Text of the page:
The UK decision focused exclusively on cloud gaming, a small but growing segment of the industry where players stream games to devices like mobile phones and smart TVs instead of using a console — like Netflix Inc. and Hulu, but for gaming.

Martin Coleman, the chair of the independent panel that reviewed the transaction, said Microsoft’s already-dominant position in cloud gaming would give it a head start over its competitors. Microsoft’s proposed remedy, including agreements to permit rivals to offer Call of Duty and other Activision games on their platforms, would require too much regulatory oversight, the UK found.

Microsoft and Activision immediately said they would appeal. But it would be a longshot. The UK agency had never before changed the outcome of a merger through an appeals process.

EU regulators also focused on cloud gaming. But unlike in the UK, officials in Brussels looked favorably on Microsoft’s side agreements. Margrethe Vestager, the EU’s competition chief, told a small group of reporters the acquisition would “kickstart” the cloud streaming industry, which represents just 1% to 3% of the entire gaming market. The deal would bring Activision’s popular games to cloud services, thereby expanding consumer choices on how to play, she said.The EU cleared the purchase on May 15, but with conditions. Microsoft would have to license Activision’s content to EU game-streaming providers and hire a monitor to oversee its compliance. With that approval in hand, Microsoft and Activision’s team focused on appealing the UK’s veto.On May 30, the appeals court agreed to hold a speedy hearing beginning in July, a fast timetable that could return a quick decision. Then on June 6, Microsoft’s Smith met with UK Chancellor Jeremy Hunt. Hunt had publicly questioned the CMA’s decision, while still acknowledging the body’s independence from government. After the Hunt meeting, Smith said, “if there are problems, we want to solve them.”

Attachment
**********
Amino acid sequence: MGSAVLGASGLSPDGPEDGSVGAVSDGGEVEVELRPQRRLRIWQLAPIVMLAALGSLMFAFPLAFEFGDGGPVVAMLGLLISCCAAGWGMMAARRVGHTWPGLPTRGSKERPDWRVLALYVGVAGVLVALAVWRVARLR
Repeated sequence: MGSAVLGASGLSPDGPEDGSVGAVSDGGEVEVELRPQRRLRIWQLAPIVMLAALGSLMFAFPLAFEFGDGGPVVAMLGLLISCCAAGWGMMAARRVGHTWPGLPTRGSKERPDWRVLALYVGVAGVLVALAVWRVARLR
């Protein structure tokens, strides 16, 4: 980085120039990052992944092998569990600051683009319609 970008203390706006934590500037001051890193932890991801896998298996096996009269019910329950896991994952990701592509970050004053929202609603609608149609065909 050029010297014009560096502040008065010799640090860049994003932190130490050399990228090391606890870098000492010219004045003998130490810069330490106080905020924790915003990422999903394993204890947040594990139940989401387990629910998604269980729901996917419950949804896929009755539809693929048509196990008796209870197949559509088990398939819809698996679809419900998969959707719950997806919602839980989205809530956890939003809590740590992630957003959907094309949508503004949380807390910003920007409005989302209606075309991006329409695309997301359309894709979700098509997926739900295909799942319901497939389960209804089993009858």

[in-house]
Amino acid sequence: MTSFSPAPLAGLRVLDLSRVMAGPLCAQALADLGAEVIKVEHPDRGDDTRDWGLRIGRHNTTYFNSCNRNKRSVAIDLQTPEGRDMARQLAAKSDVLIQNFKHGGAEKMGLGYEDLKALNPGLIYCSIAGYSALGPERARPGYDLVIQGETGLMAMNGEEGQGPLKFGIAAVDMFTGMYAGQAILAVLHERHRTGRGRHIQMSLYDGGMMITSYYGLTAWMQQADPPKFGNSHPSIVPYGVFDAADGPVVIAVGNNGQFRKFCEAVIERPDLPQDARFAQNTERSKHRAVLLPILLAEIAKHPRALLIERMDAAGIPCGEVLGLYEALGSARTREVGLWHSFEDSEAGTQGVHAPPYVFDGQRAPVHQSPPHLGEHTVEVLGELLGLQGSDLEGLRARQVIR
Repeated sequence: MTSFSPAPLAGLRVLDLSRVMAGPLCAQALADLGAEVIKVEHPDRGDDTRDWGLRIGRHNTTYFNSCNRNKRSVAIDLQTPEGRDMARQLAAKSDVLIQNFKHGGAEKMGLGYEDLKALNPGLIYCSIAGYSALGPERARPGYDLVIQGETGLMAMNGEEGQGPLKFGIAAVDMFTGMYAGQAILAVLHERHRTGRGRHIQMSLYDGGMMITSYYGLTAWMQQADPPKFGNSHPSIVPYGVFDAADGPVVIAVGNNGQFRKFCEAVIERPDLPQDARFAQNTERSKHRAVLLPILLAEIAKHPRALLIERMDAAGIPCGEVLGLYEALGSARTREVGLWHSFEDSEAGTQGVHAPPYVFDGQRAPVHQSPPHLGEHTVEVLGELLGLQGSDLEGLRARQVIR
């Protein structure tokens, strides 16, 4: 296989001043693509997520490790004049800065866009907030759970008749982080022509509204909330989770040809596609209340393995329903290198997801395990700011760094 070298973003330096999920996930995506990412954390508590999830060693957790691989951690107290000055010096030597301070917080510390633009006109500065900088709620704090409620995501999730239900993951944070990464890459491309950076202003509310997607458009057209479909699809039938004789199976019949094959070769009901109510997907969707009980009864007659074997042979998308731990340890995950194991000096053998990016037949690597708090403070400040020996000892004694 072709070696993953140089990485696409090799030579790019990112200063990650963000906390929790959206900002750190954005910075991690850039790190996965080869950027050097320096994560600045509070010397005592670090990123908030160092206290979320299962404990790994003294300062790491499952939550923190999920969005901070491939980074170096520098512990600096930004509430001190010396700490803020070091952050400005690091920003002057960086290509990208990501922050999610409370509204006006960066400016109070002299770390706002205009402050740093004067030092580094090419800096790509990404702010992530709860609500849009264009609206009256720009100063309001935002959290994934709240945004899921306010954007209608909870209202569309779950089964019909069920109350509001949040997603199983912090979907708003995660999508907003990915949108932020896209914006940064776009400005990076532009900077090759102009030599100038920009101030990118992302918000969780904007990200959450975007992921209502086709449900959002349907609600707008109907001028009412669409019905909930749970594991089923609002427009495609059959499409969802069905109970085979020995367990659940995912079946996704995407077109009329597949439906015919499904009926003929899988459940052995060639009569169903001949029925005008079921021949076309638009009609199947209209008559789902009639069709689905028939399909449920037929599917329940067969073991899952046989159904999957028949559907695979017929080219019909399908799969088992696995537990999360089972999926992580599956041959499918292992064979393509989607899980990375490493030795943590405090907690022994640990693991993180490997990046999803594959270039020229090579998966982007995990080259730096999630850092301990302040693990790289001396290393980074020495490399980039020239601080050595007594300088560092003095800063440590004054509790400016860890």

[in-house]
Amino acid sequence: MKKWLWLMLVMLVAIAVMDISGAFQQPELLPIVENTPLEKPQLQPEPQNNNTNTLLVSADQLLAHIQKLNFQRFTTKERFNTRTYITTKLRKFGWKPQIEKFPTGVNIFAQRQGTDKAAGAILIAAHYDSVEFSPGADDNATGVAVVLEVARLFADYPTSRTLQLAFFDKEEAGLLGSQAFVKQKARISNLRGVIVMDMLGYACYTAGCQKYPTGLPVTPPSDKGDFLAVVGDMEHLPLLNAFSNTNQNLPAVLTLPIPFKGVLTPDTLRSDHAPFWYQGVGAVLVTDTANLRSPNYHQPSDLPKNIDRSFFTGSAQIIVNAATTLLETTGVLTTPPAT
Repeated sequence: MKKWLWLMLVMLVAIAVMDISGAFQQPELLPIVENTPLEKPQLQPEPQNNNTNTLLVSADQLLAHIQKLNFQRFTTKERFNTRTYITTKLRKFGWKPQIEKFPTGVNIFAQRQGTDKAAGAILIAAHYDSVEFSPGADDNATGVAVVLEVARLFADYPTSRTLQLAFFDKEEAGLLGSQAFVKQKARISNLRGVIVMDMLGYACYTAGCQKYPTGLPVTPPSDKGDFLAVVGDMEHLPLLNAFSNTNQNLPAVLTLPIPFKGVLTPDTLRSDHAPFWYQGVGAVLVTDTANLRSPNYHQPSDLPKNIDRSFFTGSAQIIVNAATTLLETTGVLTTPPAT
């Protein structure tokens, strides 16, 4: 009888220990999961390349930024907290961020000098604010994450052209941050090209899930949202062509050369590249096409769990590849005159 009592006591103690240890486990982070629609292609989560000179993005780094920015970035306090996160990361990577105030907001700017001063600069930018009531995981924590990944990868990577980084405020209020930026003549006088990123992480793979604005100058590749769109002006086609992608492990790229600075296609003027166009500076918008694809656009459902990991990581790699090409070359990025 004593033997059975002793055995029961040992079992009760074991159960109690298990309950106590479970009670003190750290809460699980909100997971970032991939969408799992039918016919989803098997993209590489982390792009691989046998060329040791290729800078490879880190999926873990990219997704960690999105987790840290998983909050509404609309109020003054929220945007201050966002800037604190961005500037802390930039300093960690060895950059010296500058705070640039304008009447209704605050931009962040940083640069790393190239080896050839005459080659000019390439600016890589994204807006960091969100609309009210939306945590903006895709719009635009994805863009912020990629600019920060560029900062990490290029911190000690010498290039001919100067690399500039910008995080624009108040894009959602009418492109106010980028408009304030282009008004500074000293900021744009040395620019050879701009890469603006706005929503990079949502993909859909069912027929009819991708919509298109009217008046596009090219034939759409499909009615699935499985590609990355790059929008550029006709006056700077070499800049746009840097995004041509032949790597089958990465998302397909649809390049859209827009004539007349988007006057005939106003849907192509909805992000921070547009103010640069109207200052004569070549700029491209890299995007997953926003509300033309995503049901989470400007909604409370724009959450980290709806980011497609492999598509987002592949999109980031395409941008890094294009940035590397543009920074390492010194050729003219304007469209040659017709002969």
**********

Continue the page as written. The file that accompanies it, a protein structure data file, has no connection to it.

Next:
During the first week of June, reports of an audacious move by Microsoft surfaced: bypass the UK veto order, press ahead with the transaction and withdraw Activision from the UK market altogether — in other words, to close in every country except the UK.

Suddenly, the FTC found itself in an impossible situation. It had been set to hear the case in August in its in-house court, which only rules on a merger’s legality; to actually block a deal from closing, the agency must win in federal court, where it often faces judges skeptical of enforcers’ arguments. Now, the timeline to prepare a legal challenge had been shortened.